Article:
You know the iconic shot of Ursula Andress emerging from the sea clutching a conch and singing Underneath the Mango Tree in the very first Bond film – Dr No – back in 1962?
It was just what the doctor would have ordered to get flabby middle aged men back in their trunks and training in the swimming pool ahead of their Caribbean breaks.
There’s another picture, taken in 1962, which always halts this flabby middle aged (if I live to 118) woman in her tracks.
In fact, it sat on my desk for so long after being used in some Memory Lane article or other years back that the editor ordered me to wipe off the drool, and return it to the care of the archives. Along with a picture of Hugh Jackman sent out by the Press Association.
It’s of Jimmy Armfield, taken the same year he was hailed the greatest right back player on the planet after the 1962 World Cup in Chile.
Move over Beckham and your H&M metrosexual kecks. Armfield would have shown him a clean pair of heels back then.
Our James had the look of a young Sean Connery when he was pictured bare chested and bare legged in training on Blackpool beach.
I can only imagine how many ladies in beehive hairdos crashed into one another off camera that day on Blackpool sands.
Perhaps unsurprisingly I’m not on the guest list for the big do at Blackpool Tower next month to celebrate Jimmy’s 80th birthday.
The only chance I’ve got of infiltrating the 500 guests is by baking a cake big enough to smuggle me in – and not singe my hair from 80 candles blazing above.
And it looked like The Gazette had almost beaten me to it this week – with the lovely birthday cake commissioned in honour of one of the resort’s finest heroes.
I’ve known Jimmy – not as a friend but as a contact – for as long as I’ve been a newspaper woman (some 40 years) and indeed since. So I was delighted when he turned out for one of my charity’s events earlier this year, because it doesn’t matter how old you are or how young you are – everybody knows Jimmy Armfield and respects him, and those press cameras still follow him pretty much everywhere he goes.
He’s one of football’s most respected public figures, the definitive elder statesmen, Our Jim to the Professional Footballers’ Association, Gentleman Jim to the rest of us, within the resort. Indeed, nowhere else is that expression more relevant than right here in Blackpool.
And when news broke in 2007 of his treatment for cancer, some 400 cards were sent to his home two streets back from the Promenade and 2,500 emails to Blackpool Football Club.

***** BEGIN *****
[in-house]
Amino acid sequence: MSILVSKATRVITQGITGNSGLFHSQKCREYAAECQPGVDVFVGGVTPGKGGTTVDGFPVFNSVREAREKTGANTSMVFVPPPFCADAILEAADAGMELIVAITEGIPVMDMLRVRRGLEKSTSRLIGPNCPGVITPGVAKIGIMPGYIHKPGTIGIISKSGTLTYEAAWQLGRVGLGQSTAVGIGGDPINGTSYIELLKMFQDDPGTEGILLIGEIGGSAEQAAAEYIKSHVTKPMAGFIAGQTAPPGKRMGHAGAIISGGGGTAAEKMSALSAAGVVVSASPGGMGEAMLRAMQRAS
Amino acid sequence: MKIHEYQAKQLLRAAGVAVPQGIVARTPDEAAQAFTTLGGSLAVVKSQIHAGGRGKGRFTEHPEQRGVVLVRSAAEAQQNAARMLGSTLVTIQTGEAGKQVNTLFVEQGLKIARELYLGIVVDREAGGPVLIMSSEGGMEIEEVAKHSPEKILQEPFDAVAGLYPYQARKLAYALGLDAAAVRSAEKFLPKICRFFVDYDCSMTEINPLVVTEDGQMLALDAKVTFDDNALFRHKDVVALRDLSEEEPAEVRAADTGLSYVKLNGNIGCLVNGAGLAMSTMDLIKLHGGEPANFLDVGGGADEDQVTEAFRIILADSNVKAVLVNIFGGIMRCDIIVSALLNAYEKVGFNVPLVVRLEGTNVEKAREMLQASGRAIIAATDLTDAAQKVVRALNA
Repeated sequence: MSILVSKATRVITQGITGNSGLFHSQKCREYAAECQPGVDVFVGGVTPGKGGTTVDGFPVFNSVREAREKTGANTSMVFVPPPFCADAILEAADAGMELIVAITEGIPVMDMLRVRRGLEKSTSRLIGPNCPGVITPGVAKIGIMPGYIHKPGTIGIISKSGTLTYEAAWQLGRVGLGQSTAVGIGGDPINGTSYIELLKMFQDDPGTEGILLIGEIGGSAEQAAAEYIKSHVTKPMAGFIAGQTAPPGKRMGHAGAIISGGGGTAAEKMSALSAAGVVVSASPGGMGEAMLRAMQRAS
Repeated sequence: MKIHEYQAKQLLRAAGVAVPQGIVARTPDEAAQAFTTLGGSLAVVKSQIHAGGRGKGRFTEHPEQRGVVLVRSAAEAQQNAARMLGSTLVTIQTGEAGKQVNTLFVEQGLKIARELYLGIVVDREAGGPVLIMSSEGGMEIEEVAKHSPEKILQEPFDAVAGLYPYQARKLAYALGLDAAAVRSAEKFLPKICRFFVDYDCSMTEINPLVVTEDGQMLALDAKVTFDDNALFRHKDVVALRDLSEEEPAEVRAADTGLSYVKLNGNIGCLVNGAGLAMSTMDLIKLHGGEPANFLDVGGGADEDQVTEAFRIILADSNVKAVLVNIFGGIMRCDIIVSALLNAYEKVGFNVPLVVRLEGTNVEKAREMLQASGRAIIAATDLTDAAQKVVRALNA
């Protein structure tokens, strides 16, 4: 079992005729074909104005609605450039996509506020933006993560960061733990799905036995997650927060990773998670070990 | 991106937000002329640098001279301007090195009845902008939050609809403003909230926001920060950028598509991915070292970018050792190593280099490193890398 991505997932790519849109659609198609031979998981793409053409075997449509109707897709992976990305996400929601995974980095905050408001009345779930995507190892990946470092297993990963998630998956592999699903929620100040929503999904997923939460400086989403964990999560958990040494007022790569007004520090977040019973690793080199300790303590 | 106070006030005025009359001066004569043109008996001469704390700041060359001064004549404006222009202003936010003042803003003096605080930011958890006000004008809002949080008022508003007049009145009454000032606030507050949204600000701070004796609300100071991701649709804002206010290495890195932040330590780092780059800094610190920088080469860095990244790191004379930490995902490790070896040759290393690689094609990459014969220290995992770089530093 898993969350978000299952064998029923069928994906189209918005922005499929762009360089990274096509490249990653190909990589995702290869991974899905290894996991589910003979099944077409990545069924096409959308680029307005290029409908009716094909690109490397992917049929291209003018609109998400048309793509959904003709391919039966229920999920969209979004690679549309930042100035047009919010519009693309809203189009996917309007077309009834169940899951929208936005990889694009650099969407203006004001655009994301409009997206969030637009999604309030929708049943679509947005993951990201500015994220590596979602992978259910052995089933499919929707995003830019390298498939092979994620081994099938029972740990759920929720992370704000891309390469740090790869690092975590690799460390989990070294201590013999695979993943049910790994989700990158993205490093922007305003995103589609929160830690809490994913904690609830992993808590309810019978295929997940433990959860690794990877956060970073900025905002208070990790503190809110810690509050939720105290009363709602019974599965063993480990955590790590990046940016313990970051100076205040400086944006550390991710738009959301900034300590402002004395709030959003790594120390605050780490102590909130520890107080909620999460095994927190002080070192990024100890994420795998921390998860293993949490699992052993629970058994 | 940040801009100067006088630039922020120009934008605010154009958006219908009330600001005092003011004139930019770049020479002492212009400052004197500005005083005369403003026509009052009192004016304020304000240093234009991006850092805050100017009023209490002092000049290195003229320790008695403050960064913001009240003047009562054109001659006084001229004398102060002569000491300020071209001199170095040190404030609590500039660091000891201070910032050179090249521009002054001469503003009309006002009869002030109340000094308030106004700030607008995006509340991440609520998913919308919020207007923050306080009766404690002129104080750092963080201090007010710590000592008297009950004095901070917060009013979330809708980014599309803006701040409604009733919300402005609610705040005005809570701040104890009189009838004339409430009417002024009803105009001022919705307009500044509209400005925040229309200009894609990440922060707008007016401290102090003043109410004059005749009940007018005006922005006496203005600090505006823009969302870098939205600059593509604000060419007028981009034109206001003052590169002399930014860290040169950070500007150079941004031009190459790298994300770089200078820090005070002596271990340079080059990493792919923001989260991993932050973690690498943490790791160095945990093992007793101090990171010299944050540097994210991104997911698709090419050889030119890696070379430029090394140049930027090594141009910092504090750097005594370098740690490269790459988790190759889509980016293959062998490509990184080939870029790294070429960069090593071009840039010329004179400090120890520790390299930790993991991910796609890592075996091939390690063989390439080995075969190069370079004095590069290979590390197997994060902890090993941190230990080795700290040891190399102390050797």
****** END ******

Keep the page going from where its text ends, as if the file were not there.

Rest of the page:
This week, in a surprisingly candid interview which was a joy to read, Jimmy told sports writer Will Watt that – at one time, presumably that time – he had doubted he would reach 80.
I don’t think the rest of us doubted it for a moment. Jimmy’s a fighter, as tough as old football boots.
But that soft heart of his reveals the real mettle of the man – for he seldom says no to a charitable or worthy cause needing a high profile champion, or a young footballer seeking advice, or an old hack looking for a quote.
“I’m just glad I’m here to see it,” he says with disarming modesty and that trademark grin of his milestone birthday.
So are we, Our Jim. Let’s hope the knighthood’s in the pipeline...
Sergeant Rick Clement made the main ITV news bulletin this week. And about time, too.
Rick is inspirational.
He’s declared his intention to walk to the Cenotaph to pay his respects to the fallen –his friends amongst them.
It’s all the more remarkable because Rick is an amputee – and he isn’t going to let that (literally) stand in his way. Rick came out of Helmand to living hell five years ago. The charity he set up, A Soldiers Journey, has since raised £250k for injured servicemen. He made the front cover of The Big Issue this year – photographed by Bryan Adams. THE Bryan Adams. Rick remains one of the most inspirational soldiers I’ve ever met – whether from the First or Second World War, the Falklands or subsequent conflicts. Time and again I’ve met squaddies – and by and large they are squaddies – who have refused to be defined by their appalling injuries. Rick still lives in the heart of the town he loves, in the thick of the South Shore community in an adapted home. And when you meet him you see nothing but the triumph of human spirit and real, raw courage that gives him a spring to his step – even though that step is now prosthetic. Rick’s the real deal. Blackpool’s bionic man. A hero.